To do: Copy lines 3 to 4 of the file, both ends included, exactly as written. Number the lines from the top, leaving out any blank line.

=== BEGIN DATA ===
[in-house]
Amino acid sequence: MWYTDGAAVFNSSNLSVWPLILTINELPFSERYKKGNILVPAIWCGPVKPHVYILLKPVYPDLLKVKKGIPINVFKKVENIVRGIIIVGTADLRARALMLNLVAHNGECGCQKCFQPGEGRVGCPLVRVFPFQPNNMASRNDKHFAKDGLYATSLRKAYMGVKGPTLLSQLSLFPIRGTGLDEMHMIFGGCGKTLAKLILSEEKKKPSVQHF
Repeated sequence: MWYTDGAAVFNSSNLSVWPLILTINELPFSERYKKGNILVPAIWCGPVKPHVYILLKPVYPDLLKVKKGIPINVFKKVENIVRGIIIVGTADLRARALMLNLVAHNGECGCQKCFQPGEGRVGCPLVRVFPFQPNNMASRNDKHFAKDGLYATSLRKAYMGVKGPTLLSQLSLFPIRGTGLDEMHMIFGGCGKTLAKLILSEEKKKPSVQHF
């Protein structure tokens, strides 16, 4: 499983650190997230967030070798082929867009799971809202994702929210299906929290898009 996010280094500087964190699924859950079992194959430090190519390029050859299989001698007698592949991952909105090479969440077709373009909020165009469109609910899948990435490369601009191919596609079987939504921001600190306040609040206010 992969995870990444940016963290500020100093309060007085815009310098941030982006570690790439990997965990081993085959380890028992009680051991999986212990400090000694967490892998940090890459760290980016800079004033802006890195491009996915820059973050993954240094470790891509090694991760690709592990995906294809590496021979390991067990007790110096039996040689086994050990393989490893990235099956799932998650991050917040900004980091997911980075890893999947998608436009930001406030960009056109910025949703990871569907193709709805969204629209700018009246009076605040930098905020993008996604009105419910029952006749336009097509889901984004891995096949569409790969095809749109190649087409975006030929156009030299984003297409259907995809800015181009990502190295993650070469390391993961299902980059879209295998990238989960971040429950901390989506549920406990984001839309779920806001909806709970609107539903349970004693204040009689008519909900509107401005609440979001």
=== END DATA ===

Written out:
Repeated sequence: MWYTDGAAVFNSSNLSVWPLILTINELPFSERYKKGNILVPAIWCGPVKPHVYILLKPVYPDLLKVKKGIPINVFKKVENIVRGIIIVGTADLRARALMLNLVAHNGECGCQKCFQPGEGRVGCPLVRVFPFQPNNMASRNDKHFAKDGLYATSLRKAYMGVKGPTLLSQLSLFPIRGTGLDEMHMIFGGCGKTLAKLILSEEKKKPSVQHF
């Protein structure tokens, strides 16, 4: 499983650190997230967030070798082929867009799971809202994702929210299906929290898009 996010280094500087964190699924859950079992194959430090190519390029050859299989001698007698592949991952909105090479969440077709373009909020165009469109609910899948990435490369601009191919596609079987939504921001600190306040609040206010 992969995870990444940016963290500020100093309060007085815009310098941030982006570690790439990997965990081993085959380890028992009680051991999986212990400090000694967490892998940090890459760290980016800079004033802006890195491009996915820059973050993954240094470790891509090694991760690709592990995906294809590496021979390991067990007790110096039996040689086994050990393989490893990235099956799932998650991050917040900004980091997911980075890893999947998608436009930001406030960009056109910025949703990871569907193709709805969204629209700018009246009076605040930098905020993008996604009105419910029952006749336009097509889901984004891995096949569409790969095809749109190649087409975006030929156009030299984003297409259907995809800015181009990502190295993650070469390391993961299902980059879209295998990238989960971040429950901390989506549920406990984001839309779920806001909806709970609107539903349970004693204040009689008519909900509107401005609440979001």